• While the carbon trading and carbon credit system as outlined in the Kyoto Protocol is a significant step forward in reducing overall carbon emissions, there is considerable paperwork and costs associated with measuring, certifying and selling carbon credits. Because of these difficulties, it is impractical for all but the largest corporations to engage in the trading of carbon credits. As a result, the vast majority of smaller carbon emission producers, such as small companies or individuals, effectively cannot participate in the carbon trading regime.
  • The current situation is best illustrated in the examination of 4 seemingly unrelated but highly pertinent facts:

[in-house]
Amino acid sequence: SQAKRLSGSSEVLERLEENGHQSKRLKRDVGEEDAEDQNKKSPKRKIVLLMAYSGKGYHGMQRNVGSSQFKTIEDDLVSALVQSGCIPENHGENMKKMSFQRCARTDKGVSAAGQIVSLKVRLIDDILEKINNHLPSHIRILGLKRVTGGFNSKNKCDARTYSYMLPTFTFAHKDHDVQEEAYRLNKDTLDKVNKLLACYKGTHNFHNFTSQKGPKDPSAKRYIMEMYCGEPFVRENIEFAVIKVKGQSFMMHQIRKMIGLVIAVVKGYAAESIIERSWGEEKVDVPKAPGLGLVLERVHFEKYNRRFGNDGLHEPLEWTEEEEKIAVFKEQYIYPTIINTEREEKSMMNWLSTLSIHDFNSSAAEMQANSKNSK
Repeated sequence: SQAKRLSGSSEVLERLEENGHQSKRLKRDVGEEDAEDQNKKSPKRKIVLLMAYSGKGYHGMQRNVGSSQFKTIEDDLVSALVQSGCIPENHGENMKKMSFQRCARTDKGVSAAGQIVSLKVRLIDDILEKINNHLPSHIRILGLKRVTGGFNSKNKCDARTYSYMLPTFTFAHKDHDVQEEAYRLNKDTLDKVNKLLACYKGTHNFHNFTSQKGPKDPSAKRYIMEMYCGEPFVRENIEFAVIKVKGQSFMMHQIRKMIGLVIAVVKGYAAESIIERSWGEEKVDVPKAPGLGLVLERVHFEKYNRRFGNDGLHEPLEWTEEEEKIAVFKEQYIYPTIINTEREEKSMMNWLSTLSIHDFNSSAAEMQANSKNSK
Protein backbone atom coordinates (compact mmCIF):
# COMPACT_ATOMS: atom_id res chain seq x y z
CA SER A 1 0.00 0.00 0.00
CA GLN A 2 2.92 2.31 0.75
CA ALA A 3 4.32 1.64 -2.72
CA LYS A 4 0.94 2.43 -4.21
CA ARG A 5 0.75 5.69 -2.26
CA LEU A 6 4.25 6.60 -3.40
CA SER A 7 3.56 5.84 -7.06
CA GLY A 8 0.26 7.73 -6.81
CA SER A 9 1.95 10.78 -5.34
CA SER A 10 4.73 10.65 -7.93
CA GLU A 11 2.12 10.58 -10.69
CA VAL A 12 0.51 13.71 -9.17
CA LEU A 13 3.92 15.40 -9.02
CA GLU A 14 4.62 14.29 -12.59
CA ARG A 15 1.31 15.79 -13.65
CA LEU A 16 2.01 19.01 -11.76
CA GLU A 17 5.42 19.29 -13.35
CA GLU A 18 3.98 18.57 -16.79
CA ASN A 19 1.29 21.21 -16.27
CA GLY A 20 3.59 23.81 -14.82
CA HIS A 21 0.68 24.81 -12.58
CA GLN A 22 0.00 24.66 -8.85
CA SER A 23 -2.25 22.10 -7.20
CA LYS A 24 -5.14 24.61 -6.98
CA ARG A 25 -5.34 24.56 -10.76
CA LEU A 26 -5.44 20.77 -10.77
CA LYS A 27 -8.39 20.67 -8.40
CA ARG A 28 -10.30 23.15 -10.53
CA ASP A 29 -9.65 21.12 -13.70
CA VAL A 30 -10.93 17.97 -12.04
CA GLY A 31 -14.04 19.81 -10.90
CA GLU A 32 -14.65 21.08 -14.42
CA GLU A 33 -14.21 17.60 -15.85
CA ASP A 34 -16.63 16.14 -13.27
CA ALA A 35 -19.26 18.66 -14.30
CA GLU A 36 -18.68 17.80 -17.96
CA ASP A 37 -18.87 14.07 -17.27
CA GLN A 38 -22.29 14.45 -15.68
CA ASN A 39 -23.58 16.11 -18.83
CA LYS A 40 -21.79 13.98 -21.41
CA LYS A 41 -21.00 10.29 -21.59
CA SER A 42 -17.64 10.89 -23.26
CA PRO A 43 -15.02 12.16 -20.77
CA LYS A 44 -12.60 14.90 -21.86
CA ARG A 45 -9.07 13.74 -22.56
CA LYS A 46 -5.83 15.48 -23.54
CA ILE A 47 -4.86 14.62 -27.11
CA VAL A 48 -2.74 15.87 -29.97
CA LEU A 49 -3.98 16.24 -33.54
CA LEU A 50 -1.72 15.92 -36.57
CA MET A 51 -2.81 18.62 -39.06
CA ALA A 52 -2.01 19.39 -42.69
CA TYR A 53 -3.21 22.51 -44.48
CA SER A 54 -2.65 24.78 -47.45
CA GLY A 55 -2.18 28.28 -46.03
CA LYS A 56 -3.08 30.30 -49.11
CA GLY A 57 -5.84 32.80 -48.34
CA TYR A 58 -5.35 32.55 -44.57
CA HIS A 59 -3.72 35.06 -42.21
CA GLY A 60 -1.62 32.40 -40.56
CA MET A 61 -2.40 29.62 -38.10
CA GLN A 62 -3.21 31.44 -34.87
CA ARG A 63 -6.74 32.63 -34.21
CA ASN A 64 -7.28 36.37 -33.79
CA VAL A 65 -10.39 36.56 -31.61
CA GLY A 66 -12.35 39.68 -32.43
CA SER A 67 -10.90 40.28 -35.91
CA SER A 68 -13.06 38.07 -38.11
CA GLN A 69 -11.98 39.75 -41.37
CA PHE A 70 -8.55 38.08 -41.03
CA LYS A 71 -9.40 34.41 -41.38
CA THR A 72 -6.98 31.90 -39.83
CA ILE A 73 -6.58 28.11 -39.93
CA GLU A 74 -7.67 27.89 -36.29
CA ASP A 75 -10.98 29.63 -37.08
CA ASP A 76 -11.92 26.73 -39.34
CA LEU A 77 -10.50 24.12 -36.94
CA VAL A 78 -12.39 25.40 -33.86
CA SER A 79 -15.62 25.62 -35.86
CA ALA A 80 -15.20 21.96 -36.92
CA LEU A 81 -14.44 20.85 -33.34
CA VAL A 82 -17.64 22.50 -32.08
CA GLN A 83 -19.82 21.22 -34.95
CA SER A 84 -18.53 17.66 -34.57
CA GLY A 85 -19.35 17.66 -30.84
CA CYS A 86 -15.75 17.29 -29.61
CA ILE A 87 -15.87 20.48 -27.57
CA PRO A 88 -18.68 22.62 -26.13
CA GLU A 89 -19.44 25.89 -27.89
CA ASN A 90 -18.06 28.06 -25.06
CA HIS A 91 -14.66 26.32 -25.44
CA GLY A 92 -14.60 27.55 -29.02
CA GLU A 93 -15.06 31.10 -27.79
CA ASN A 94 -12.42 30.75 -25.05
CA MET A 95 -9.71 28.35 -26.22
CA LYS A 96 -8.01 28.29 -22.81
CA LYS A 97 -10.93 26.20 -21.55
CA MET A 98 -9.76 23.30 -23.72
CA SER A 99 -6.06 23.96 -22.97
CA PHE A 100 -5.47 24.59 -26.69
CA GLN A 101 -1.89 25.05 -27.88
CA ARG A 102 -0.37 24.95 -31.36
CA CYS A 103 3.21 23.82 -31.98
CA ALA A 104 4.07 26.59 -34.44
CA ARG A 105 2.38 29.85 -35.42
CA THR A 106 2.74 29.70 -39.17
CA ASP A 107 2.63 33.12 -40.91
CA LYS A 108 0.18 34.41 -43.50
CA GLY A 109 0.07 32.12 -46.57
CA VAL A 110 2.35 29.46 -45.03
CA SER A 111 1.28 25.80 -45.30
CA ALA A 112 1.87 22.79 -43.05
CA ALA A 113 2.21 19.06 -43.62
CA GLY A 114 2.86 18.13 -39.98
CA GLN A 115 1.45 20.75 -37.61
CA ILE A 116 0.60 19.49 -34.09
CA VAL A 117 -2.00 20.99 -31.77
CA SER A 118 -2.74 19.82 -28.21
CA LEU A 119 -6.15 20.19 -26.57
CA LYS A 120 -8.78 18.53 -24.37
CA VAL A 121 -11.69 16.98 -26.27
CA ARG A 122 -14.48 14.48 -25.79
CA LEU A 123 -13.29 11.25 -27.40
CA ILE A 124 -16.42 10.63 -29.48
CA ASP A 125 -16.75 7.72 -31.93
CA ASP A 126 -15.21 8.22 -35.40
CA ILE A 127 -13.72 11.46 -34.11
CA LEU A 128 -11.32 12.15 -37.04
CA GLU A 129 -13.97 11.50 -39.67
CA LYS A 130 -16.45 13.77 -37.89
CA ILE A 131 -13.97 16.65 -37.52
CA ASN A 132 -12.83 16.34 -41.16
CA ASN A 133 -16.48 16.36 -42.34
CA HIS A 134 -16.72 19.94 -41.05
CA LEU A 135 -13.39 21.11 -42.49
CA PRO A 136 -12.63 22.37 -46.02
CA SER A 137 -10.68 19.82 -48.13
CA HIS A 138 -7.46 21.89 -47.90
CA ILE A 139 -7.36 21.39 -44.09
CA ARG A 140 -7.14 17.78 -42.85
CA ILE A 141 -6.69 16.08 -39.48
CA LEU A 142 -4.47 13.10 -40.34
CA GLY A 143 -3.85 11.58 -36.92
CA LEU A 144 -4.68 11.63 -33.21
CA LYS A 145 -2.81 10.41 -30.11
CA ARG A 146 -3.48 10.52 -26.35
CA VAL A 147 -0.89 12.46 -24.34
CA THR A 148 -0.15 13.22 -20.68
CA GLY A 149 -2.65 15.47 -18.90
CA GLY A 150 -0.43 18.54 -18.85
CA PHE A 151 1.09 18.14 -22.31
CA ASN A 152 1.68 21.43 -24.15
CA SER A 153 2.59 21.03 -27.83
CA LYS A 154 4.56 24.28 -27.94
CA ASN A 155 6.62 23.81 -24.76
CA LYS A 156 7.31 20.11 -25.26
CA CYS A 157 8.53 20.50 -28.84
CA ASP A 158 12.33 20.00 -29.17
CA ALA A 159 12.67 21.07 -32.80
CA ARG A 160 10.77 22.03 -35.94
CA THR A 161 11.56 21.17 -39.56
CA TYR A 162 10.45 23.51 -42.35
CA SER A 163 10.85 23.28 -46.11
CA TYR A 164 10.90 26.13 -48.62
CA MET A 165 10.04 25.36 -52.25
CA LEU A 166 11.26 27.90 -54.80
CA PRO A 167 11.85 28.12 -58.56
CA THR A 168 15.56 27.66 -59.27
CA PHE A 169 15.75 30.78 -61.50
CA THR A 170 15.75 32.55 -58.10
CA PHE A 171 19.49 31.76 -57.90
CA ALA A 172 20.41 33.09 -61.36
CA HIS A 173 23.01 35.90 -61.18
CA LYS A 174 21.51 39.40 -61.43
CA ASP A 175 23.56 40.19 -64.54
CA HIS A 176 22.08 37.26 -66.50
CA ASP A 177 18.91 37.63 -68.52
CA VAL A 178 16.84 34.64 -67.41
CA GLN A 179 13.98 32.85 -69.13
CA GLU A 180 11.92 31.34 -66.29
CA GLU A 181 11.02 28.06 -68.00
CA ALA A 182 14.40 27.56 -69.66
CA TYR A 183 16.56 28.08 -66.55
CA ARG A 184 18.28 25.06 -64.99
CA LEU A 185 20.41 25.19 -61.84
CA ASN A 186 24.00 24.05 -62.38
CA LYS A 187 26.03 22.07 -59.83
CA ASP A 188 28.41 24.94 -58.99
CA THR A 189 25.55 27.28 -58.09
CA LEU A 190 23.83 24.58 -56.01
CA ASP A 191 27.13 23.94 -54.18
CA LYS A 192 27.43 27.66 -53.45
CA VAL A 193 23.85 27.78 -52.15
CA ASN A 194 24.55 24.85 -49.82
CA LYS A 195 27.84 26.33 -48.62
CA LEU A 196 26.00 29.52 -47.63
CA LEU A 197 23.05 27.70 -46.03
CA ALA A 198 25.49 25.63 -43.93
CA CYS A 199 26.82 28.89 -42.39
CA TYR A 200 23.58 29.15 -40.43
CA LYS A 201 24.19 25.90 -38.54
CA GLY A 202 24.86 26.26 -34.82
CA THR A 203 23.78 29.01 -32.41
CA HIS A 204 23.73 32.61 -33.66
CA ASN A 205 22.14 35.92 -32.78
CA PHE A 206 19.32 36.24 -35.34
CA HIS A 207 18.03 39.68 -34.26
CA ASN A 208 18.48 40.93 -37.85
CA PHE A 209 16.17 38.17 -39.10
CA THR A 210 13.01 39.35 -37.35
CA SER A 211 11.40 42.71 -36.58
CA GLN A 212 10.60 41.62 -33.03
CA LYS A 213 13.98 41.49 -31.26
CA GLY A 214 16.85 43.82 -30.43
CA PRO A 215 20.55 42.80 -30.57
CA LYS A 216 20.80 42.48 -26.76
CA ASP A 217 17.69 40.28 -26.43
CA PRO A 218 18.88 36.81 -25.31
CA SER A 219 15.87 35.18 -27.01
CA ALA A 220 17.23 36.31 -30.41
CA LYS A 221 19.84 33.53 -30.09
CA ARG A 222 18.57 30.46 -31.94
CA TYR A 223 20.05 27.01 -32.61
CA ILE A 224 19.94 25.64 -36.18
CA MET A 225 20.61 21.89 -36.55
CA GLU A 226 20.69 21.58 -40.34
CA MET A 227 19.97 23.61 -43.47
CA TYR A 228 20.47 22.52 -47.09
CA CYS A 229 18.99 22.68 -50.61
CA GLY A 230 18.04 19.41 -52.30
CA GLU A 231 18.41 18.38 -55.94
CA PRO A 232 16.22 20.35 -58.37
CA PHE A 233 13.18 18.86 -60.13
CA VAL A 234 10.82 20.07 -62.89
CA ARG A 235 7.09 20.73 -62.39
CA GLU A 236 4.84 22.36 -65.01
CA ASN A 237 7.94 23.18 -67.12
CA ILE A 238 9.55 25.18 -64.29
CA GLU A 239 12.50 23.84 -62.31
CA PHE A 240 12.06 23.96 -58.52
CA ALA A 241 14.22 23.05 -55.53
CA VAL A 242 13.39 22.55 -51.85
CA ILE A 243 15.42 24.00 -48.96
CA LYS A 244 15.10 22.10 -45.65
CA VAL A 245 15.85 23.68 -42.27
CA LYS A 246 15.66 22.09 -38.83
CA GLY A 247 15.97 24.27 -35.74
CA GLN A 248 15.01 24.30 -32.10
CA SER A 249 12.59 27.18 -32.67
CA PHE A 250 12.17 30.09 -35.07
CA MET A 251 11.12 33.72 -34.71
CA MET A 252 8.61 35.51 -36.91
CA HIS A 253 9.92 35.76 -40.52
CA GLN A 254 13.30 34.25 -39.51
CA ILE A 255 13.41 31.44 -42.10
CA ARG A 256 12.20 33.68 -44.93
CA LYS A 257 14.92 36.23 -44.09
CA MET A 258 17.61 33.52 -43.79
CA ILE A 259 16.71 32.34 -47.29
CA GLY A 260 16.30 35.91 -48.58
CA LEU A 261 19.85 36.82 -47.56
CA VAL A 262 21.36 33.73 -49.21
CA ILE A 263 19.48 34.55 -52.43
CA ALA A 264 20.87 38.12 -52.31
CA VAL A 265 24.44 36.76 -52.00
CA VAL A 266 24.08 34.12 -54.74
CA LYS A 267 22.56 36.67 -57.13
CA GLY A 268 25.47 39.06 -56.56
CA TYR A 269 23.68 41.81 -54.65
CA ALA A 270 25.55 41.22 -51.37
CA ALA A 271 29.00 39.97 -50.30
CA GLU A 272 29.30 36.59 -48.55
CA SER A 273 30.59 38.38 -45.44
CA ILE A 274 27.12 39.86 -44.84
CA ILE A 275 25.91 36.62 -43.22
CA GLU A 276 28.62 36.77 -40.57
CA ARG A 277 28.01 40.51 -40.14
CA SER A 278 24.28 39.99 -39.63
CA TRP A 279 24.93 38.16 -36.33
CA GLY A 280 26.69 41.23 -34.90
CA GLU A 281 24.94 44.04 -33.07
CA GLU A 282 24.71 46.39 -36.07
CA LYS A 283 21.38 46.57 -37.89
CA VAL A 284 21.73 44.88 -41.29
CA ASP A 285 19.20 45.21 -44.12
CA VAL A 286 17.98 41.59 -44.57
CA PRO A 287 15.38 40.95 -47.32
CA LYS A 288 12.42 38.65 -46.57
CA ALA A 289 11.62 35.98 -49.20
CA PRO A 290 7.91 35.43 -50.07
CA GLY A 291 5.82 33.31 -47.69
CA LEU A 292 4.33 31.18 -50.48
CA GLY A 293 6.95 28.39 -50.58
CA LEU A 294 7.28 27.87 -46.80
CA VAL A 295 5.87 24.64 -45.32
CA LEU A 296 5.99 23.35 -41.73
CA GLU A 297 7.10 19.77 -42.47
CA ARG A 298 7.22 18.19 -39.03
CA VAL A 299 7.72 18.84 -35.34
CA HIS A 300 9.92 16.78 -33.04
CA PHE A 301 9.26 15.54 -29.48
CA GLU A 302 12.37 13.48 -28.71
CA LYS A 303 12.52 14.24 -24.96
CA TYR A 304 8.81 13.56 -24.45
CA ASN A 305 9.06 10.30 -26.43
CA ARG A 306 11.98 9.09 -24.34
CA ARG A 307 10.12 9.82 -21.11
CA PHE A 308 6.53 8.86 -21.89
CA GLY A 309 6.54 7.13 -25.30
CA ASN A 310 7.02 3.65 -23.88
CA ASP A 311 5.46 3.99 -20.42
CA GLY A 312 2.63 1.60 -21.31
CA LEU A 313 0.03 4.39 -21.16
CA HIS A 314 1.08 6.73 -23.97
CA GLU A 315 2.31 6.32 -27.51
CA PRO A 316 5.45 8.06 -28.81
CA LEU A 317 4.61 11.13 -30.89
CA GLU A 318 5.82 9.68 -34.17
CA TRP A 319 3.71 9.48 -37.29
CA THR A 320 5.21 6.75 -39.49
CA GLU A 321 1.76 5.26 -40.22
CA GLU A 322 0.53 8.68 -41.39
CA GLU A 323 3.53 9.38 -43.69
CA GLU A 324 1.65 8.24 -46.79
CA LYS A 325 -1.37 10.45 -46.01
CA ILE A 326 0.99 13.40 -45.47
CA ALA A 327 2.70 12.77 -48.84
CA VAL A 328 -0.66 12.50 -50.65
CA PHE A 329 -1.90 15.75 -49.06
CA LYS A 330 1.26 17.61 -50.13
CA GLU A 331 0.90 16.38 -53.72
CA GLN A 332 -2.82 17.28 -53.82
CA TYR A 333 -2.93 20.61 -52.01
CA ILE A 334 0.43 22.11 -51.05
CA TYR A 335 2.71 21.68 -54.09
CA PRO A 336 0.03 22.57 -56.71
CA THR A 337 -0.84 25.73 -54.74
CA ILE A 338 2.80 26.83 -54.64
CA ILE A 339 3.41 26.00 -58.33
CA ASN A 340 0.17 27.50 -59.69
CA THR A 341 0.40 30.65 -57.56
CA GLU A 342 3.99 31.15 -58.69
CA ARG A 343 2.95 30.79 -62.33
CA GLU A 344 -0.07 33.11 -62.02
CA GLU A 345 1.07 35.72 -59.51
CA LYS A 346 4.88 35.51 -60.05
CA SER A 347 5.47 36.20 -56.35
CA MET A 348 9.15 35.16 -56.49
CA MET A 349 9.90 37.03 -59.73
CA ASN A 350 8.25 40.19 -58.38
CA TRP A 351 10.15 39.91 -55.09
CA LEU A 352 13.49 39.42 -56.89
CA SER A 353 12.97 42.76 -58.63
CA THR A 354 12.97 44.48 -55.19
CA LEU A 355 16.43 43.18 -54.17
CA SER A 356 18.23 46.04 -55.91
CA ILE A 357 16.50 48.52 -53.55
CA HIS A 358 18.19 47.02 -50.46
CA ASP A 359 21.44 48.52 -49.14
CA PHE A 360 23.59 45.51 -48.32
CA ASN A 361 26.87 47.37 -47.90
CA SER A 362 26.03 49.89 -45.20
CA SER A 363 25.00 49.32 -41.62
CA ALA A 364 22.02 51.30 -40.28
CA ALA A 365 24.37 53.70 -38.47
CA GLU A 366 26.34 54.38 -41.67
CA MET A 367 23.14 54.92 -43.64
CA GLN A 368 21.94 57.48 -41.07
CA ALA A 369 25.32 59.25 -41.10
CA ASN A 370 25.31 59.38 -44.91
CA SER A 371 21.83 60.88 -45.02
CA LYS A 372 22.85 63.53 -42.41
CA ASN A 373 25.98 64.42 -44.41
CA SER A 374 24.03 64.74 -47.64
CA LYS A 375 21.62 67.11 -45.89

• Fact #1: People are well aware of ‘Climate Change’ and the urgent need to protect our environment. Accepting or not of the Kyoto Accords, individuals, either voluntarily or motivated by ever-increasing energy prices; want to reduce their personal energy footprint. Governments offer moral persuasions and modest, temporary, inducements for consumers to conserve fossil fuel energy. In fact, individual (residential) carbon based energy consumption has decreased, but only in relative terms. Most people agree that still more could and should be done. And they will support any such effort to that end, particularly one that rewards them for helping.